How fit are you for sailing?


Often we forget that we are just as integral component of the boat as the rigging, which gets Xrayed and the hull, which gets anti-fouled annually. Andrew Verdon is the Australian Sailing Team (AIS Squad) fitness coordinator and he is going to provide us with some information regularly, so as to look after ourselves better. Andrew is currently completing his Masters Degree in exercise and has been the Australian Sailing Team (AIS Squad) fitness coordinator since 2003, including the 2004 and 2008 Olympic Sailing Teams. Should you have any questions? Feel free to contact him at This email address is being protected from spambots. You need JavaScript enabled to view it. and if you're in Sydney, make an appointment to see him in person.

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We do a lot of maintenance on the boats and gear, but what about the most important component - you? Pic © Steb Fisher.

The off-season is a great time to think about what can be improved for next season. As well as checks and changes to the hull or rig or a new sail design and cut, we should also think about your body.

As part of the off-season steps for all the sailors I work with one on one, I get them to have a check in with a sports physiotherapist, to identify any potential weak areas that could either get injured or limit their performance. These then help to show the sailor what areas of their exercise programs to invest their time into.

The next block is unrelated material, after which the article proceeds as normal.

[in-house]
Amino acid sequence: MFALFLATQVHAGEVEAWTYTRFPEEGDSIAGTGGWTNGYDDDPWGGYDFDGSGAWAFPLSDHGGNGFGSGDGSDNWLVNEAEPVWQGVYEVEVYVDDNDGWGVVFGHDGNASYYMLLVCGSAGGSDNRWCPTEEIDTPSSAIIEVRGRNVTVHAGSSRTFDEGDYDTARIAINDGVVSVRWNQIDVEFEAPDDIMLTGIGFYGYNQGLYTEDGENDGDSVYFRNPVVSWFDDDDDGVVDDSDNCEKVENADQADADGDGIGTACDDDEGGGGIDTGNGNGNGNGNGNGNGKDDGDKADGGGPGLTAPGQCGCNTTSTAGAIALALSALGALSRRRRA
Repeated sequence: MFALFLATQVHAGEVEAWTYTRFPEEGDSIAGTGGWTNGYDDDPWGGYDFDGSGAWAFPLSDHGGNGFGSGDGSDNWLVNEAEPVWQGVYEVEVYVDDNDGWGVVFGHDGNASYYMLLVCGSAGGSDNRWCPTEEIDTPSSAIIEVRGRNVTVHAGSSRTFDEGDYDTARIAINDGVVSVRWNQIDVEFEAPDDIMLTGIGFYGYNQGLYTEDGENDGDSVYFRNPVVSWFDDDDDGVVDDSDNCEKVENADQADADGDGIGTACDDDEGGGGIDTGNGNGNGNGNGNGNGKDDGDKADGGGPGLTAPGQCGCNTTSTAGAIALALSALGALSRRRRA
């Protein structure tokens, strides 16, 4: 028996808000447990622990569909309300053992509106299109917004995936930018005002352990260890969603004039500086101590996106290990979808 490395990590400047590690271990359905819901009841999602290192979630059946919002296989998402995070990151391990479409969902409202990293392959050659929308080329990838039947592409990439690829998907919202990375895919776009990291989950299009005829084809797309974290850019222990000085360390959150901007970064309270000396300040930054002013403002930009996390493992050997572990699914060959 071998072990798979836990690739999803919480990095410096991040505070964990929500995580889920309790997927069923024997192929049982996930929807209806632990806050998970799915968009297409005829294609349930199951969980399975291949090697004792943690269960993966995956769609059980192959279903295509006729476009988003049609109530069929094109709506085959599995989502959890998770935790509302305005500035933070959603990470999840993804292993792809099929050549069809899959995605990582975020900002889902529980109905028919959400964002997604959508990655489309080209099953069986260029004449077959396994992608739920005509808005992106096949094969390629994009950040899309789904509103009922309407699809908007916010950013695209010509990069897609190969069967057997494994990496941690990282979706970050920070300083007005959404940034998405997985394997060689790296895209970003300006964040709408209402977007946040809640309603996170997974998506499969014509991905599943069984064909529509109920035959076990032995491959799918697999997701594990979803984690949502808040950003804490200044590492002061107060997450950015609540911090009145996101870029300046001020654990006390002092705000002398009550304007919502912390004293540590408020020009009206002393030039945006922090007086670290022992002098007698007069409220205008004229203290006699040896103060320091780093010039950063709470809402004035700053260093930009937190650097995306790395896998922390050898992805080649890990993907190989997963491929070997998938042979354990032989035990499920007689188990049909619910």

Some very interesting and sailing specific research was published last year in the Sports Medicine Journal. The authors conducted a literature review of sailing related injuries, from published research over the last 28 years.

They summarised their finding into four relevant areas for us: Olympic class, recreational, America’s Cup and offshore sailing. The following injury rates were discovered:

Category

Injury rate
Olympic Class Sailing 0.2 injuries per athlete per year
Recreational Sailing 0.3-0.4 injuries per person per year
America’s Cup Sailing 2.2 injures per 1000 hours of sailing
Offshore Sailing 1.5 per person per event for amateurs
Offshore Sailing 3.2 per person per event for professionals

In Olympic class sailing, they found that the spines and knees were the most common injury sites. As elite sailors prepared for the 1996 Atlanta Olympic Games, they discovered that lower back (45%) then knees (22%) and shoulders (18%) combined to be 80% of all the injuries. Another evaluation before the 2004 Athens Olympic Games found that 94% of reported injuries were to the spine or knee. Poor hiking technique and inadequate core and trunk strength, combined with high training loads, led to these injures. Other areas that could be at risk were neck and arms.